Guyana aiming to be among early adopters of microneedle patches for measles, other diseases


Though there has been no recorded case of measles here, Guyana is hoping to implement the use of microneedle patches to immunise against the disease and decrease possible occurrence in the fight against measles and other diseases.

This disclosure was made by Minister of Health, Dr. Frank Anthony, in his address at the opening ceremony of the Measles Micro Patches meeting which was held at the Marriott Hotel on Wednesday.

According to the Pan American Health Organisation (PAHO), measles is a highly contagious viral disease, which affects mostly children and is transmitted via droplets from the nose, mouth, or throat of infected persons.

In his address, Dr Anthony said the microneedle technology would overcome a multitude of challenges associated with the traditional method of vaccination.

Minister of Health, Dr. Frank Anthony

Since the current measles vaccine requires continuous refrigerated storage and the use of a needle and syringe injection, Dr Anthony said very often there is the need to reconstitute the vaccine using a diluent which can be technological and problematic.

“…When we vaccine the traditional way…you have to establish a very elaborate cold chain and in a country like Guyana we know the challenges,” Dr Anthony said.

“When you put the patch on it’s like a little plaster that you put on and that’s it – there goes your medication,” he added.

As such, Dr Anthony said the micro needle patches can be a “breakthrough” and cut waste associated with needle injections.

Meanwhile, in brief remarks, delivered virtually, PAHO’s Comprehensive Family Immunization Unit, Daniel Salas, said globally, there has been a decline in the immunization against measles.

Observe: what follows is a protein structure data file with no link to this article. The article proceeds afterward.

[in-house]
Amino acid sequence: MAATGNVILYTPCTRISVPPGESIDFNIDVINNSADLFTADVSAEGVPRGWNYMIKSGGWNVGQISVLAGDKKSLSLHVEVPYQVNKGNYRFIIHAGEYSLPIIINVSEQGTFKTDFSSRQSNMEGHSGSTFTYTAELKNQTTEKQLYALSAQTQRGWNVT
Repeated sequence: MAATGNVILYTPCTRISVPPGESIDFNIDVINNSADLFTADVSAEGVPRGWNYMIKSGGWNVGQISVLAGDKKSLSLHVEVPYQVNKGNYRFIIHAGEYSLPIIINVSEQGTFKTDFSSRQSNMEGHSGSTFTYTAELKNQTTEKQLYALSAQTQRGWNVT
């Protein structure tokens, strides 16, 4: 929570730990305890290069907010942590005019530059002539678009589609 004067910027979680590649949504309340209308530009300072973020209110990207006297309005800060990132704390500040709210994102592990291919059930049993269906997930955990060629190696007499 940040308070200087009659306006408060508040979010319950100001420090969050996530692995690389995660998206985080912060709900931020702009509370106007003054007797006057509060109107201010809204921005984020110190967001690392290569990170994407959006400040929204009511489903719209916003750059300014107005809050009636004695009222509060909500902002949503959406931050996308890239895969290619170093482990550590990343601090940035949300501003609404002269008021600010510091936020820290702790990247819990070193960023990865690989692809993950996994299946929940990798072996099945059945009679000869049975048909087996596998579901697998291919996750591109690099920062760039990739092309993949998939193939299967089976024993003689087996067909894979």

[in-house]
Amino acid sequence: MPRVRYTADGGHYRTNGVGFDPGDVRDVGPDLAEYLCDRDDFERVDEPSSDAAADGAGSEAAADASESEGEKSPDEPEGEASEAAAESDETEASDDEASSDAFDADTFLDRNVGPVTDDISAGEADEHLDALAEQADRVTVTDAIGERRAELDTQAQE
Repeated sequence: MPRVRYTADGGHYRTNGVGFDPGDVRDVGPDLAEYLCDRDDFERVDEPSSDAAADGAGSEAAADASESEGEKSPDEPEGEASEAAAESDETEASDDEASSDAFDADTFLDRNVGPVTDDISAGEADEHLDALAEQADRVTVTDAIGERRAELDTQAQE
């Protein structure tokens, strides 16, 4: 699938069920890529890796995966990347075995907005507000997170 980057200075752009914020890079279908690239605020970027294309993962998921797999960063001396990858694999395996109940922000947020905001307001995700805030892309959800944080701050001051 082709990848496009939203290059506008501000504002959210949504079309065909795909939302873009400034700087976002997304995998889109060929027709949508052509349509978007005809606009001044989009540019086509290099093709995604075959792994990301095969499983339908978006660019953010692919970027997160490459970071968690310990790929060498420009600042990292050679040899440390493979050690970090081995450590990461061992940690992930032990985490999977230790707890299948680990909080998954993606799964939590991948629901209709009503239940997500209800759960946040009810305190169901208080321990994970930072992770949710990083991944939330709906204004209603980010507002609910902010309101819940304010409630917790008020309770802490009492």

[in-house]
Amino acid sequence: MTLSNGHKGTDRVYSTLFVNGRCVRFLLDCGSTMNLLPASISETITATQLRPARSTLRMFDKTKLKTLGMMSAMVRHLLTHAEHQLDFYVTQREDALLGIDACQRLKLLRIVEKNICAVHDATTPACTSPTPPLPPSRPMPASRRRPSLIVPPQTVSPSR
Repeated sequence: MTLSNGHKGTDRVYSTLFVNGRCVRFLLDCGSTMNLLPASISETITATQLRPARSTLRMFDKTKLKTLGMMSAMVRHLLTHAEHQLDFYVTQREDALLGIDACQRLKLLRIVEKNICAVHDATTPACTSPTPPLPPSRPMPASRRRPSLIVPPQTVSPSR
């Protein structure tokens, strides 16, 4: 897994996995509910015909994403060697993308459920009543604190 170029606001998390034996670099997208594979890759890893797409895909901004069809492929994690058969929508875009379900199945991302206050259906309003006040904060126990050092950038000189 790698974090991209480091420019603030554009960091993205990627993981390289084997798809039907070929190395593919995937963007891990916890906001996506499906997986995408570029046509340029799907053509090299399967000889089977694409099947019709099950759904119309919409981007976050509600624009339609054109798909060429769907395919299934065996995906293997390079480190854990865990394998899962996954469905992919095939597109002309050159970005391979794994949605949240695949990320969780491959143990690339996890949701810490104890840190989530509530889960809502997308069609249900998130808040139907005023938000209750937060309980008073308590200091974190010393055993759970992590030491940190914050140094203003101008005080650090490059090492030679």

Over the past three years, Salas said more than seven million children were unvaccinated.

He said while more than two million children were vaccinated against measles in 2021, some 1.7 million were unvaccinated.

“The challenge is to identify the imperatives and missed opportunities for vaccination that can be addressed…. It is important to inform and incorporate patches developers…to facilitate the most expeditive development of ‎MR and MAP) (Measles-rubella microarray patch) to address the most urgent public needs in our countries,” Salas said in brief remarks.

The two day workshop will see countries including Trinidad, Suriname and Barbados participating in discussions as to how the new technology can be utilized to eliminate measles and other non-communicable diseases in the coming years.

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  1. Don A Gomes says


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